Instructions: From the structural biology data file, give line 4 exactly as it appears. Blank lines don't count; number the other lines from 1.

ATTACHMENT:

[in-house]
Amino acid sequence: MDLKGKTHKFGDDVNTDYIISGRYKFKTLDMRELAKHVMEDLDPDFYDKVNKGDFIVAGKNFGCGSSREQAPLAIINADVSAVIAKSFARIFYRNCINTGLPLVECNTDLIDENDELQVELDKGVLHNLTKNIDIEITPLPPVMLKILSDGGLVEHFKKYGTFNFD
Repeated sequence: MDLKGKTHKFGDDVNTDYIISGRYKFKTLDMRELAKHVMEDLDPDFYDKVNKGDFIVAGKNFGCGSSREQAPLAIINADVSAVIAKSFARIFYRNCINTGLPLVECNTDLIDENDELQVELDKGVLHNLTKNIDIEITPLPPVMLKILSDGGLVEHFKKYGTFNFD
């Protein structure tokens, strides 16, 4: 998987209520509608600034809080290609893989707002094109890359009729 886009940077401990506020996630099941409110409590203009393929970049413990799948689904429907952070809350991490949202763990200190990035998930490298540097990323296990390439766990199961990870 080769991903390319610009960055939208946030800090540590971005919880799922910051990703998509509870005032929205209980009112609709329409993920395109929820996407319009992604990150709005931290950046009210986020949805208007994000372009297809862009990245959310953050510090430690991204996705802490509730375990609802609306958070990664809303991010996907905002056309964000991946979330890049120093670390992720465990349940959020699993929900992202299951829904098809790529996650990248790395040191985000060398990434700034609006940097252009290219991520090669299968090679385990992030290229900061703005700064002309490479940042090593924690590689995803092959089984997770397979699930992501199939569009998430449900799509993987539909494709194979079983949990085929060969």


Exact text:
């Protein structure tokens, strides 16, 4: 998987209520509608600034809080290609893989707002094109890359009729 886009940077401990506020996630099941409110409590203009393929970049413990799948689904429907952070809350991490949202763990200190990035998930490298540097990323296990390439766990199961990870 080769991903390319610009960055939208946030800090540590971005919880799922910051990703998509509870005032929205209980009112609709329409993920395109929820996407319009992604990150709005931290950046009210986020949805208007994000372009297809862009990245959310953050510090430690991204996705802490509730375990609802609306958070990664809303991010996907905002056309964000991946979330890049120093670390992720465990349940959020699993929900992202299951829904098809790529996650990248790395040191985000060398990434700034609006940097252009290219991520090669299968090679385990992030290229900061703005700064002309490479940042090593924690590689995803092959089984997770397979699930992501199939569009998430449900799509993987539909494709194979079983949990085929060969």